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'Wake-up call': Toilet paper toxin, chemicals found inside endangered B.C. orcas

Many of the chemicals found inside the mammals are banned in Canada.

Killer whales in B.C. are having to battle with sound pollution from large vessels, boat traffic and now, harmful chemicals used in the production of toilet paper.

Scientists with the Institute for the Ocean and Fisheries at UBC, British Columbia Ministry of Agriculture and Food, and Fisheries and Oceans Canada analyzed tissue samples from six southern resident killer whales and six Bigg's whales stranded along the coast of B.C. from 2006 to 2018. 

What they found in their bodies was the presence of 4NP, a compound that is used to make TP.

It can leak into the ocean from sewage treatment plants and industrial runoffs. Once in the water, it can be ingested by smaller organisms, moving up the food chain and reaching killer whales.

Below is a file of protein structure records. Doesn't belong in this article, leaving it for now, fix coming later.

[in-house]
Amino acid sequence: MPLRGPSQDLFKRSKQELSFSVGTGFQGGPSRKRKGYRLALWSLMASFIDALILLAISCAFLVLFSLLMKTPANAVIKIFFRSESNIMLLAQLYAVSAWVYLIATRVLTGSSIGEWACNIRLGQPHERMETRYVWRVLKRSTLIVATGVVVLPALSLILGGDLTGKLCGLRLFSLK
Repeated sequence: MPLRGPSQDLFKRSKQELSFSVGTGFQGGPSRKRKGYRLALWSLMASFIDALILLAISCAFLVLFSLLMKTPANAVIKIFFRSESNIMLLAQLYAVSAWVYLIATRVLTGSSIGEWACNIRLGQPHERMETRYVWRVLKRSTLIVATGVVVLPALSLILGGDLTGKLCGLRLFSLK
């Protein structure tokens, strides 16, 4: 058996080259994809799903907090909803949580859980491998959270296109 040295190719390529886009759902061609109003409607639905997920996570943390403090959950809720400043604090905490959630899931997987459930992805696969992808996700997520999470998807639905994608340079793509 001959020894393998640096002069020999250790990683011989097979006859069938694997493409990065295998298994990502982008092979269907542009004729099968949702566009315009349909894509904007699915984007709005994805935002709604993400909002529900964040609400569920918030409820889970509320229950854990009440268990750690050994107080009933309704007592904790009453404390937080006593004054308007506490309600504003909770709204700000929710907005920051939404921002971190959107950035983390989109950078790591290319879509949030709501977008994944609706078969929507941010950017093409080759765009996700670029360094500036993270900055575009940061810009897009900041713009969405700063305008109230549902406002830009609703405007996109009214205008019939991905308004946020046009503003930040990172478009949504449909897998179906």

In Canada, it's listed as a toxic substance. 

“This research is a wake-up call,” says Juan José Alava, the study's co-author. “Southern residents are an endangered population and it could be that contaminants are contributing to their population decline. We can’t wait to protect this species.”

The research is the first to find 4NP in killer whales.

Also discovered by scientists was the presence of "forever chemicals." These chemicals, which last a long time in the environment, are widely used in food-packaging materials, stain and water-repellent fabrics, cookware and fire extinguishers. Just over half of the pollutants identified fell into this category. 

The study notes many of the forever chemicals are also banned in Canada and are listed as new persistent organic pollutants (POPs). 

Alava says the long-lasting chemicals negatively impact the whales. 

“We know that it can impair the nervous system, also the cognitive function... It can also affect the reproductive development of the animals,” he tells Glacier Media. “We know that there are immunotoxins, which means the animal can be more susceptible to pathologies or emerging infectious diseases.”

The researcher acknowledged the efforts being made by the federal and provincial governments to combat pollution; however, "I think we need to do more work," he said. 

Mother killer whales are also passing the pollutants to their fetus, said Alava.

He hopes this research will help the long-term survival of the mammals.

"The idea is to follow the precautionary approach and to prevent. Prevention is better than [a] cure."